This guest post is by Tim Eyre.
About a month ago, driving farther down International Boulevard than my business usually takes me, an impressive building caught my eye that I'd failed to notice before. What corporation was this sleek building the headquarters for? With its mint green walls and fanciful yellow tower, the Crossroads Emergency Shelter stands as a beacon of modern architecture and progress in an otherwise hardscrabble neighborhood.
Looking further into the building, I discovered that it opened in 2008 after an $11 million construction effort. That stopped me in my tracks. With all the causes that need funding, why drop such a hefty figure on the homeless? They're not exactly contributing to our tax base, right?
It only took a minute to realize my own ignorance and appreciate the virtues of Crossroads. The East Oakland Community Project's 125-bed building has solar panels on its roof, a brightly colored mural in the lobby (painted by the community), and hydronic heating using grey water to heat the building. If green building is the approach we should be taking with all new construction, a principle that people of all political and philosophical backgrounds mostly agree on, then why not follow suit for the most needy?
Here's how I justified the expense to myself: Imagine you have some insurmountable problem, like having to come up with an extra $5,000 in income this month, doubling your regular salary.
You're going to need to find some other sources of income – probably something creative. That's going to require time and concentration.
Everything else will take the backseat for awhile, right? You need to focus fully on the task at hand.
Now imagine that your room is a wreck, with piles of clothes stacking up on the dresser and dust bunnies under the bed. Your kids are home sick, and someone needs to call the plumber before the kitchen sink backs up again.
With all the distractions constantly around us, it's hard enough to concentrate on a major task until all the other pieces of our daily lives are back in place.
Now imagine that you're starting off with nothing; penniless, with no assets, and you're HIV positive. You're given a bed and a hot meal once a day at the shelter, but you have to get in line early to ensure a spot each night. Your goal is to be self-sufficient, renting a room in an apartment with a steady job, within three months. It seems impossible, and it's easy to give up and turn to the bottle or drugs.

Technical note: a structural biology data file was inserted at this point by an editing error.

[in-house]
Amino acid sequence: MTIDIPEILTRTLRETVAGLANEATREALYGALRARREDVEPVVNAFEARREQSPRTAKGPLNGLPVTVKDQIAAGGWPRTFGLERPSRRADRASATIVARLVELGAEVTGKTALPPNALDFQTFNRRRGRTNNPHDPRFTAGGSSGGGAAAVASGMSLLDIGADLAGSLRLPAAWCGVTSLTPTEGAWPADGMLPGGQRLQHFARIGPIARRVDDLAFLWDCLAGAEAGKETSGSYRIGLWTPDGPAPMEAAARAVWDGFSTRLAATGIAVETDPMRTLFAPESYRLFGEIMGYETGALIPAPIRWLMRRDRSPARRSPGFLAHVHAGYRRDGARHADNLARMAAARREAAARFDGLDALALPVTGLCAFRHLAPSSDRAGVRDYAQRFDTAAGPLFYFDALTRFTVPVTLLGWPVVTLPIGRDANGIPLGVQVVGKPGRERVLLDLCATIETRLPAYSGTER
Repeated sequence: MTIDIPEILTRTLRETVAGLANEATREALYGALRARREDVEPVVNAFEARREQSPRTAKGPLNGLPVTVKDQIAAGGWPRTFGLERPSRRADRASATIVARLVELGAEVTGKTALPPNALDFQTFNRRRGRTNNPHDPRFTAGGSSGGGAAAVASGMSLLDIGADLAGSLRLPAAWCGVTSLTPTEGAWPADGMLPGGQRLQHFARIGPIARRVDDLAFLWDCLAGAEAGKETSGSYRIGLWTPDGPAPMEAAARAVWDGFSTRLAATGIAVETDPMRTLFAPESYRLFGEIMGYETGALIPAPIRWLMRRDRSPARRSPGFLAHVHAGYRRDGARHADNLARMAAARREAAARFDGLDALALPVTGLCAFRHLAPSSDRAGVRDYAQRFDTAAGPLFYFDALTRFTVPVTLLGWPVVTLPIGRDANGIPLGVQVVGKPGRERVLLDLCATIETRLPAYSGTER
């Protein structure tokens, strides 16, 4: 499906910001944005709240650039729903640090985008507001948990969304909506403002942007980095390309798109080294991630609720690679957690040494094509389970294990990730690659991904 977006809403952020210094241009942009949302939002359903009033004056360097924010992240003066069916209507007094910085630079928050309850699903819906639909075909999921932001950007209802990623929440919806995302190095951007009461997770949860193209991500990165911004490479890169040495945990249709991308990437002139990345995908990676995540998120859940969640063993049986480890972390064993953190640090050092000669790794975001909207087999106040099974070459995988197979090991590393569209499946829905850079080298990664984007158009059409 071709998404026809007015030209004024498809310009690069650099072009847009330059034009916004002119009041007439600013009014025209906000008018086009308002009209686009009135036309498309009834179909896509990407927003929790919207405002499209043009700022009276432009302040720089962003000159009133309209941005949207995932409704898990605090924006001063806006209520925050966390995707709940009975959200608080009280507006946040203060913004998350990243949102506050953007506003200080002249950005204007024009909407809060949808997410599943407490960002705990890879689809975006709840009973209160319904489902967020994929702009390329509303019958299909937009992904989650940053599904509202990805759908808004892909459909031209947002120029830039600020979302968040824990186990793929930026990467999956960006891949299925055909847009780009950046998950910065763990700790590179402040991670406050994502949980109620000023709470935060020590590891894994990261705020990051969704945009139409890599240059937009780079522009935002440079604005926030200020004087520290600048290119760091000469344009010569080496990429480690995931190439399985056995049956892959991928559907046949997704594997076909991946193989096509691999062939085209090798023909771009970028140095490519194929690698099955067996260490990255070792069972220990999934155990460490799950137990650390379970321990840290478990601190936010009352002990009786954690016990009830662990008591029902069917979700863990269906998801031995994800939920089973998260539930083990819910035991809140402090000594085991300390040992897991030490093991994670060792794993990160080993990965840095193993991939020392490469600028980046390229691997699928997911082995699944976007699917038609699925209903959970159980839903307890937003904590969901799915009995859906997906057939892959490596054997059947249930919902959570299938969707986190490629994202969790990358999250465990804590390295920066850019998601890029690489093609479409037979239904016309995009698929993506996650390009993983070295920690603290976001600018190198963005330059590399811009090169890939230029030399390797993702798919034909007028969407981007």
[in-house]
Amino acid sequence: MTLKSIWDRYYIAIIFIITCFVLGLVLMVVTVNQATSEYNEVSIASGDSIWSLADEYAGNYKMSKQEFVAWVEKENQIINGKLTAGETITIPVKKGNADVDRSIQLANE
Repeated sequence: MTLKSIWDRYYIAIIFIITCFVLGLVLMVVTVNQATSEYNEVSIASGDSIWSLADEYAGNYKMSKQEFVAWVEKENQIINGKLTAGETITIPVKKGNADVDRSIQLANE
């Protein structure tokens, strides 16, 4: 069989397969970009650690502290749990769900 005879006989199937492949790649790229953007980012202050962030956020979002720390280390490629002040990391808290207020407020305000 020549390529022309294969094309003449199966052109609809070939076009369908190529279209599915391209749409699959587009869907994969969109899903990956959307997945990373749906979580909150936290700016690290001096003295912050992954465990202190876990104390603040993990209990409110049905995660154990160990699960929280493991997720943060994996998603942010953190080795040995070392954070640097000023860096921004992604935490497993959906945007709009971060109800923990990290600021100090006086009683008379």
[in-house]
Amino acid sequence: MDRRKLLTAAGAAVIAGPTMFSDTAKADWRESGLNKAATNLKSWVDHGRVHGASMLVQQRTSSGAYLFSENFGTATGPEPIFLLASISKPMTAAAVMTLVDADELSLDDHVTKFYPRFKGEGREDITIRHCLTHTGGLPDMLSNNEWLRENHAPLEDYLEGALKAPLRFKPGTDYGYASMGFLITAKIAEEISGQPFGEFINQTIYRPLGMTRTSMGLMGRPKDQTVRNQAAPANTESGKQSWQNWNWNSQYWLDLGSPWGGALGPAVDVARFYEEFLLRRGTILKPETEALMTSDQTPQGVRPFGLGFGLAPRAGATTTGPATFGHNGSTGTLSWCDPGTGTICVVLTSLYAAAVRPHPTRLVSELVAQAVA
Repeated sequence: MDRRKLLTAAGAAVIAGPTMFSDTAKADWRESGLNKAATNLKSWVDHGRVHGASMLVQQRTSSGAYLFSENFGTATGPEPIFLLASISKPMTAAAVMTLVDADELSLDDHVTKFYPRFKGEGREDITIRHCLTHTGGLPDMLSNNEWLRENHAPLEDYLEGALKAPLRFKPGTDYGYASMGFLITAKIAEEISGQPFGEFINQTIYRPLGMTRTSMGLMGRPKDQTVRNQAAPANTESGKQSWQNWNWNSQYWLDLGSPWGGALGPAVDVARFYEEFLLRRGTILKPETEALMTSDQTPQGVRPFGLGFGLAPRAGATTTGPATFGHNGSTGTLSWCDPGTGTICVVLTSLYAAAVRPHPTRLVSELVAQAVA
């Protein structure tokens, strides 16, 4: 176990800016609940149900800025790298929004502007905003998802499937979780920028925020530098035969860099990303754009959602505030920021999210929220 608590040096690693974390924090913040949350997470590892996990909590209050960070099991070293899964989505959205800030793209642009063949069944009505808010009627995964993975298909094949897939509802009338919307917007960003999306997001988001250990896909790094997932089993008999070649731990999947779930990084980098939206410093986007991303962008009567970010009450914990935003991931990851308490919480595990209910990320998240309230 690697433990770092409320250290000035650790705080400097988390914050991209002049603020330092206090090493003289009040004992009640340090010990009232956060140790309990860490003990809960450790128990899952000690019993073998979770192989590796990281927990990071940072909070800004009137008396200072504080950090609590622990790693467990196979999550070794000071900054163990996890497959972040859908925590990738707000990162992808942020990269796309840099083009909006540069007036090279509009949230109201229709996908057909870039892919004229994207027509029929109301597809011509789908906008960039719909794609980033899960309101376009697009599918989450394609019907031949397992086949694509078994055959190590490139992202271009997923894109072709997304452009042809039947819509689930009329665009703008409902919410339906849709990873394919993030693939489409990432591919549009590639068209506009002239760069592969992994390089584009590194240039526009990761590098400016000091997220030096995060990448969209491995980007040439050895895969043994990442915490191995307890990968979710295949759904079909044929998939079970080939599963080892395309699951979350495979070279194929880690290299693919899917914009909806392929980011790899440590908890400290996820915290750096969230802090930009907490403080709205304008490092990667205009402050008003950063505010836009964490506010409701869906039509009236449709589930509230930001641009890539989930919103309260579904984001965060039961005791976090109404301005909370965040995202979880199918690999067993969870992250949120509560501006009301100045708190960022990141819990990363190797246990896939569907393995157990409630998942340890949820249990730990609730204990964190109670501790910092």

The goal of most shelters is to get the recipients of their care off the streets and back into a productive life. It's a task made more difficult by the environs of most shelters: bleak concrete bunkers with unnatural lighting and prison-like facilities. The dreary surroundings make it easier to give up and fall back into old substance abuse habits.
Crossroads recognizes that in a sunny, light-filled atmosphere of hope, people are more likely to take personal responsibility and stick with a plan to success.
"I wanted to help create an environment where people could wake up and say, 'Okay, things are bad, but I have a clean environment where I can work on my other issues,'" Crossroads executive director Wendy Jackson told Ode Magazine in 2008.
The shelter already boasts tons of success stories. Former resident Sharon Hicks ended up at Crossroads after suffering from domestic violence and losing her child. An AIDS sufferer, her depression led to drug use. Counselors at the East Oakland Community Project helped Hicks design a money management plan and to regain custody of her daughter. They now live together in an affordable apartment that Crossroads staff helped her find.
Countless other men, single mothers, and families share similar stories, not just at Crossroads but at shelters around the country. The trend that Oakland helped begin has spawned other green shelters around the country. At The Bridge in Dallas, crime rates in the surrounding community have dropped 18 percent in the three years since the award-winning building opened. Austin, Tex., and Boulder, Col., both boast shelters with amenities their users can take pride in.
A friend even sent me a link to a new shelter being built by the nonprofit Crisis Ministries in Charleston, SC. Rainwater collection and a silver LEED certification at a homeless shelter in the deep South? As is often the case, what starts in California slow trickles east.
If you haven't been out to Crossroads, I encourage you to volunteer. They're open to help of all sorts, from serving food in the kitchen to offering computer help. There's really no better way to directly help the needy in your community. Fortunately, for both the homeless and the volunteers, it's much easier to smile and look ahead from a naturally lit green building than the concrete bunker shelters of yesterday.
Tim Eyre works in the self storage industry, regularly traveling to see locations like this Oakland self storage facility near Jack London Square. Tim also contributes to the Extra Space Storage Blog on a regular basis.